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RPG» Forums » General Discussion » General Role-Playing

Subject: Mildew on game books, a cure? rss

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Darren Breidigan
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Found some in my books in the closet, oddly enough it is a select few in a stack.

Almost all are from the early 80s.

Any help would be appreciated.
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Clark Timmins
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Short answer: Good luck

https://www.biblio.com/book-collecting/care-preservation/pre...
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William Hostman
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bhyeti wrote:
Found some in my books in the closet, oddly enough it is a select few in a stack.

Almost all are from the early 80s.

Any help would be appreciated.


Keep them away from other things, dry them thoroughly.

Then, keep them dry.

Brush off as much as you can without ripping the pages or removing what ink is left.

Fume them lightly with fungicide... and re-dry.

Drying them can be done best by hanging them in a low-heat oven, hanging from the spine - but only if the spine is intact. You want it hanging so the pages can vent. Also, if you have desiccant powders/pellets, put those in the same space. And you want the oven door open, so the moisture can leave. Don't bother to try this on a damp day, tho'...

Note that any treatment (including the Hydrogen Peroxide and the Denatured Alcohol in Clark's wonderful link) needs to be tested for ink solubility... if you use alcohol on alcohol soluble ink, even as a vapor-treatment (put it inside the oven, in a baking pan, bottom rack, while hanging the book above, 170°F, to vaporize the alcohol so it can attack all the fungus at once), you will blur the letters, and transfer them to contacting pages, etc.

Also, some cheap black inks turn brown when exposed to H2O2...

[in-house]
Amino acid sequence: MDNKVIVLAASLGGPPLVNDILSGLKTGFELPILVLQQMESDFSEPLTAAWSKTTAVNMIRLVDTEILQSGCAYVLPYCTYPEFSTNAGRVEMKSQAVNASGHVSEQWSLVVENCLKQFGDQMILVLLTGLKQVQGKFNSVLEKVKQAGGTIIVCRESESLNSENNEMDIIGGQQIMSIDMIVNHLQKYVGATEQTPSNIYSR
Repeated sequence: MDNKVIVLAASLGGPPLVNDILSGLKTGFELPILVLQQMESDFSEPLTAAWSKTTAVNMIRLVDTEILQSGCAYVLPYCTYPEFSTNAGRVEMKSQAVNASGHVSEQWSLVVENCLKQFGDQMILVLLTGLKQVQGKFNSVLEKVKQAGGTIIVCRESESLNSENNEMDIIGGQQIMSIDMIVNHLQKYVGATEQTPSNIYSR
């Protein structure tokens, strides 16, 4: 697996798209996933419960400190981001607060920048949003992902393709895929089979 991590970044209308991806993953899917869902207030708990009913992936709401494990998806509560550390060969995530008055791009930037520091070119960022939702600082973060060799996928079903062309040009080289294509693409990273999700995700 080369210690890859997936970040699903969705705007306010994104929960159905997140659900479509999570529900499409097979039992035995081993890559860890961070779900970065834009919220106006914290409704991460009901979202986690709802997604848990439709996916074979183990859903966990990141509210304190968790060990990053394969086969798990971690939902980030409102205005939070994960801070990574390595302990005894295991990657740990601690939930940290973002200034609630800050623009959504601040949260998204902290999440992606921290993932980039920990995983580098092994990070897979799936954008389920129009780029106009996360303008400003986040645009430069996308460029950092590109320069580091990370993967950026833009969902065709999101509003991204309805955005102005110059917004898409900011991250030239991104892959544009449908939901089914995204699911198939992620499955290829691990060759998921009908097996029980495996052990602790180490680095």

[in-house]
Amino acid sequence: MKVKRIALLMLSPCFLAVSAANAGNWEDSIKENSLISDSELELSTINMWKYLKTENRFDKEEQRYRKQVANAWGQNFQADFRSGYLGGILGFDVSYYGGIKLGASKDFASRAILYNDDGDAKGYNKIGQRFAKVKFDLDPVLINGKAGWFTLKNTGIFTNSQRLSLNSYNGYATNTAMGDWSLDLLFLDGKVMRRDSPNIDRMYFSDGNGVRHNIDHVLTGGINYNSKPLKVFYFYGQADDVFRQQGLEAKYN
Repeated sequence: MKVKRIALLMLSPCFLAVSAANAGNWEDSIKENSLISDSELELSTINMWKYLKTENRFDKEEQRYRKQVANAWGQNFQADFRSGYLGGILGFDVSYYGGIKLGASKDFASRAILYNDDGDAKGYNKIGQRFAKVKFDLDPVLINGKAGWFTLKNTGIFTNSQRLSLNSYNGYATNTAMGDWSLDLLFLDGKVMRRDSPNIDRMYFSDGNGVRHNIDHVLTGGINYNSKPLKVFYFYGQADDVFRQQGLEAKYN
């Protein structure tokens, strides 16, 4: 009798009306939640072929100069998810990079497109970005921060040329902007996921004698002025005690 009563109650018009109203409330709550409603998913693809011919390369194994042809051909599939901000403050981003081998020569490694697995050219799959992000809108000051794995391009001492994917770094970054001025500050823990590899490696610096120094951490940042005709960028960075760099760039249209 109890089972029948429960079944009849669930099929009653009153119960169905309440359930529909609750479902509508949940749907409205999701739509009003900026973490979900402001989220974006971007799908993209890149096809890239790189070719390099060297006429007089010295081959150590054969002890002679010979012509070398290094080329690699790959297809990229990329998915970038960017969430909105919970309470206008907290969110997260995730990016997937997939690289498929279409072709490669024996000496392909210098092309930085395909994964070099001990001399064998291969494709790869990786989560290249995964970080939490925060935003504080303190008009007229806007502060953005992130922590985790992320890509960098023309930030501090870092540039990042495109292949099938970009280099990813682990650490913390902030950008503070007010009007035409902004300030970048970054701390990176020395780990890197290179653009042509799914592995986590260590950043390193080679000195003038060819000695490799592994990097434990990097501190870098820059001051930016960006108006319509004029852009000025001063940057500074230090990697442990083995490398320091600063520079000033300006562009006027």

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Darren Breidigan
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Strange as it is they are not wet or damp, there is like a black powder on some pages, maybe I caught it in the beginning?
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Hans Messersmith
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aramis wrote:
if you use alcohol on alcohol soluble ink, even as a vapor-treatment (put it inside the oven, in a baking pan, bottom rack, while hanging the book above, 170°F, to vaporize the alcohol so it can attack all the fungus at once), you will blur the letters, and transfer them to contacting pages, etc.
This sounds like a pretty dangerous way to cure mildew! Alcohol vapors plus heat source = yikes! Not to mention make sure you have excellent ventilation or you will feel very high followed by very sick pretty quickly I expect. Ink solubility seems like the least of the concerns regarding this method. I'm not saying it won't fix the mildew/mold, I trust William's judgement on that. I'm just saying William's can-do frontier spirit exceeds my tolerance of alcohol related fire/illness risk.

Good luck with the mildew. I'm going to assume the books have some nostalgia value for you that makes it worth mitigation, so I'm sorry you have to figure this out.
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John James
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Brush off what you can and leave them in the sun for a few weeks.